Historian Niall Ferguson on the roots of today’s political polarization

Historian Niall Ferguson argues that today’s political polarization echoes the religious polarization of the Reformation. Both were brought about by technological disruption: The printing press, in the case of the Reformation; and the personal computer and internet, in the case of today. From Niall Ferguson’s Long Now Seminar “Networks and Power”: http://longnow.org/seminars/02018/nov…

Billy Graham, Cold Warrior for God

The German press nicknamed him “God’s machine gun” for his aggressive, staccato preaching, but the name also fit for deeper reasons. Mr. Graham described these trips as “crusades” and saw West Germany as ground zero in what he called “Battleground Europe,” a Cold War fight to redeem the “land of Luther” from its Nazi past and secure its future as a stronghold for American-style democracy, capitalism and evangelicalism.

.. Billy Graham’s culture wars are inseparable from his role as an international Cold Warrior. He wasn’t just America’s pastor; he was God’s Cold War machine gun.

..  “Berlin is prayed for in the world more than any other city,” he declared, calling the city “a battleground, a continent for conquest” — not for earthly power, as the world wars had been, but a new battle “for the hearts and minds of the people.”

..  he affirmed that West Germans were his “brothers in arms” literally as well as spiritually. To strengthen a Christian democratic West against a godless Soviet East, he cast his weight behind German rearmament.

.. Mr. Graham portended a similar Americanization of German religion with its emphasis on conversion and its use of modern communication technologies for evangelism.

.. Some Germans deemed Mr. Graham a Hollywood huckster who, as the German news media put it, “advertised the Bible like toothpaste and chewing gum.” Others sensed an unnerving parallel between his mass gatherings and Germany’s fascist past.

.. “Religion for Mass-Consumption,”

.. argued that Mr. Graham’s real goal was to steer souls away from Communism more than toward God

.. German Lutheran pastor Martin Niemöller and the American theologian Reinhold Niebuhr ..  protested Mr. Graham’s equation of Christianity with America, anti-Communism and free-market capitalism

.. After the Watergate scandal, Mr. Graham withdrew from political debates and returned to his early focus on simply “preaching the gospel.”

A word too far? Some evangelicals may have reached the breaking point with Trump.

Trump is, however, very much what the religious right has long rejected. The moral majority from which modern evangelical political activists descend rose in response to the immorality of the 1960s and ’70s. Sensing that American norms and morals were quickly changing for the worse, Jerry Falwell Sr. and others rallied to push back against a culture embracing sex outside of marriage, pornography and licentiousness. So it is no small irony that Falwell’s son, Jerry Falwell Jr., helped rally many evangelicals to a man who embodies all the things Falwell Sr. stood against. Falwell Jr., the president of Liberty University, even posed with his wife in front of an old cover of Playboy that featured Donald Trump.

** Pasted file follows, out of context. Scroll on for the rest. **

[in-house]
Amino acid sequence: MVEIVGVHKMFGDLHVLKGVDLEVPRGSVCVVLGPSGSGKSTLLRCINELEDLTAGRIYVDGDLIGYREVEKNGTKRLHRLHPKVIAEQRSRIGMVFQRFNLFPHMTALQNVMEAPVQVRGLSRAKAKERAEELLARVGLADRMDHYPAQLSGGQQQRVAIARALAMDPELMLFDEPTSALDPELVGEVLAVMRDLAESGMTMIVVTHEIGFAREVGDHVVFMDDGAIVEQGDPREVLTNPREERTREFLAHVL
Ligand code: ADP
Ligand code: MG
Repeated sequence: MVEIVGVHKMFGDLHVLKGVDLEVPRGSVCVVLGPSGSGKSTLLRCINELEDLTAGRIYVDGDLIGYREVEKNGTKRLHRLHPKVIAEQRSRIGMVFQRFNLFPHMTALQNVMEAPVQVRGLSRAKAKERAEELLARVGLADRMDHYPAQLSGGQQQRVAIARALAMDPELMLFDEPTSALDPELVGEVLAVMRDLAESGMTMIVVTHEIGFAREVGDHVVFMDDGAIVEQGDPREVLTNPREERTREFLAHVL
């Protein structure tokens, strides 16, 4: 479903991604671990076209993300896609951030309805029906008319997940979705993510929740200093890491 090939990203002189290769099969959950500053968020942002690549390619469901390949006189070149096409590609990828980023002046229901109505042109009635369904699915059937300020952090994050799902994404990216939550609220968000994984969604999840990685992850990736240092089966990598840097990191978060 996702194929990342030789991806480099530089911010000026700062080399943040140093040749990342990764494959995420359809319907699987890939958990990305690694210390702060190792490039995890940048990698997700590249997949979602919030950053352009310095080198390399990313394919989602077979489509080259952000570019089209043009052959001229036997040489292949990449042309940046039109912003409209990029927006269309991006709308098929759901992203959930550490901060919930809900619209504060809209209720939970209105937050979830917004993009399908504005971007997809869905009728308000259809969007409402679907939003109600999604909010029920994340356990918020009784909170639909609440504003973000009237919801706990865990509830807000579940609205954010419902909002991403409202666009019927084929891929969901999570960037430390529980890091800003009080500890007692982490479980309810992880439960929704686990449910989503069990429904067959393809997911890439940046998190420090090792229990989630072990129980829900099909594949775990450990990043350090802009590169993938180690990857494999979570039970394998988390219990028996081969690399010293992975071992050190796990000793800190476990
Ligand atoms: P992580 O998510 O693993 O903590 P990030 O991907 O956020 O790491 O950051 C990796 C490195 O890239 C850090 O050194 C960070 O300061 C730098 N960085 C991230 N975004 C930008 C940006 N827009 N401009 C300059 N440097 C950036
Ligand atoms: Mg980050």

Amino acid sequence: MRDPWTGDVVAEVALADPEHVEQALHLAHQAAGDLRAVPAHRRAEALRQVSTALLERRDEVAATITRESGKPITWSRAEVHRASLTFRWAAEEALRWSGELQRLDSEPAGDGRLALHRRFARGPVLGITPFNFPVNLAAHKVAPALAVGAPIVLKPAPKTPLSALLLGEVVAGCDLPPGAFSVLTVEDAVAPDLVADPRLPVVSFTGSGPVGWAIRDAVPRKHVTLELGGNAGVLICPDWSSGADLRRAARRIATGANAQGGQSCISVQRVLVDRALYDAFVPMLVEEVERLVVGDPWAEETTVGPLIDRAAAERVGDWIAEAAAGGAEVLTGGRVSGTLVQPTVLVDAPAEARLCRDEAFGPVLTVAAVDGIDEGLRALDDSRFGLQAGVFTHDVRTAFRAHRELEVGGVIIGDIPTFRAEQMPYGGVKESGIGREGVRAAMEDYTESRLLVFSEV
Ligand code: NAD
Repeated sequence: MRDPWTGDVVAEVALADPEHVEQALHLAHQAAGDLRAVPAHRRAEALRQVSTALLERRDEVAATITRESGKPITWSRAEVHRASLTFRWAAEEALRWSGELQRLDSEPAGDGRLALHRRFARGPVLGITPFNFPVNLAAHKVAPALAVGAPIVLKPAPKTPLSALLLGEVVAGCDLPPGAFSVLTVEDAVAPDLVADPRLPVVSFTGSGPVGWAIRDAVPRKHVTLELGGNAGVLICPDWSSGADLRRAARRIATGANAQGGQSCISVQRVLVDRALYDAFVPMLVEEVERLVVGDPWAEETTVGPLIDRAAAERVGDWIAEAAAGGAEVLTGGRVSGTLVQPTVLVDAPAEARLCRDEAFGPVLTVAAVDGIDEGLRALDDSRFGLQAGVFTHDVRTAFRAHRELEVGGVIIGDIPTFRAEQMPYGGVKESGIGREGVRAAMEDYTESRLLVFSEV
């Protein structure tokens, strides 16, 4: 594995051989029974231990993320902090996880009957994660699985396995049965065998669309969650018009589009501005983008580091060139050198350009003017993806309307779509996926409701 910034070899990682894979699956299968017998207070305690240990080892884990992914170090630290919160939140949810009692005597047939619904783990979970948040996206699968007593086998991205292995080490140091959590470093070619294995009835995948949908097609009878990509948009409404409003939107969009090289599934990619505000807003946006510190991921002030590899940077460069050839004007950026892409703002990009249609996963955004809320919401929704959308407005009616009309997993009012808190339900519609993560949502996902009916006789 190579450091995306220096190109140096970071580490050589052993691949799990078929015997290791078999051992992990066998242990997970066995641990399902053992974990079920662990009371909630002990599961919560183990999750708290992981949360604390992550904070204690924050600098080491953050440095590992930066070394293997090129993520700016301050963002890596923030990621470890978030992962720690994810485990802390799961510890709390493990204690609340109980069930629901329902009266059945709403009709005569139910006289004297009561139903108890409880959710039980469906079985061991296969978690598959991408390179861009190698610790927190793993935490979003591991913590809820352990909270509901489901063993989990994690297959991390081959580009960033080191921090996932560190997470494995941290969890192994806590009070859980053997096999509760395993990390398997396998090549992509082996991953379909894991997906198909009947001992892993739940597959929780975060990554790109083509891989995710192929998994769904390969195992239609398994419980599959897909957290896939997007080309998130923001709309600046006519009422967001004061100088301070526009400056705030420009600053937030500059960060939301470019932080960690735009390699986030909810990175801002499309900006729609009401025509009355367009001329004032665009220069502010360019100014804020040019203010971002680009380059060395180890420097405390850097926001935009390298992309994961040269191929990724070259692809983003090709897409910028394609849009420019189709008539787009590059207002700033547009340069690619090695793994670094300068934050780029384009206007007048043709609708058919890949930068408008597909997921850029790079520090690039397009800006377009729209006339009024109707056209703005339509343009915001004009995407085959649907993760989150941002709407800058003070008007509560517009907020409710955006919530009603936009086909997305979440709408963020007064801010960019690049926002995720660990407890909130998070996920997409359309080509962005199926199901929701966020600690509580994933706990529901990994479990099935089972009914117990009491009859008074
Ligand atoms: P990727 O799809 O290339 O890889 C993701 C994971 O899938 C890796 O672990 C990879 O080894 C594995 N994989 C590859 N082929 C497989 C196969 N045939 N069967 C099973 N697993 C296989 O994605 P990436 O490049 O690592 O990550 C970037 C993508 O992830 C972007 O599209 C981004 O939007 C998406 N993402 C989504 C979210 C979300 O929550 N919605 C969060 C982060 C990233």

.. Scripture commands we care for the widows, the poor, the orphans and the refugees, but some of the president’s evangelical supporters are cheering on the government breaking apart families through immigration policies.

.. a large number of evangelicals have convinced themselves that their politics and faith are two separate things and they can champion a politician like Trump without it affecting their souls or salvation. They have rationalized their way into a bastardized version of Martin Luther’s two kingdoms theology.

.. These evangelical activists believe God has ordained the two governments and never the two shall meet, so what they do in politics has no bearing on the church or the advancement of God’s kingdom.

.. This will keep a solid base of shallow evangelicals for the president, but Trump won the electoral college by only 70,000 votes spread over three states, while losing the popular vote. There is a sizable though overlooked minority within evangelicalism, and they threaten not just the president’s power, but the GOP’s majority.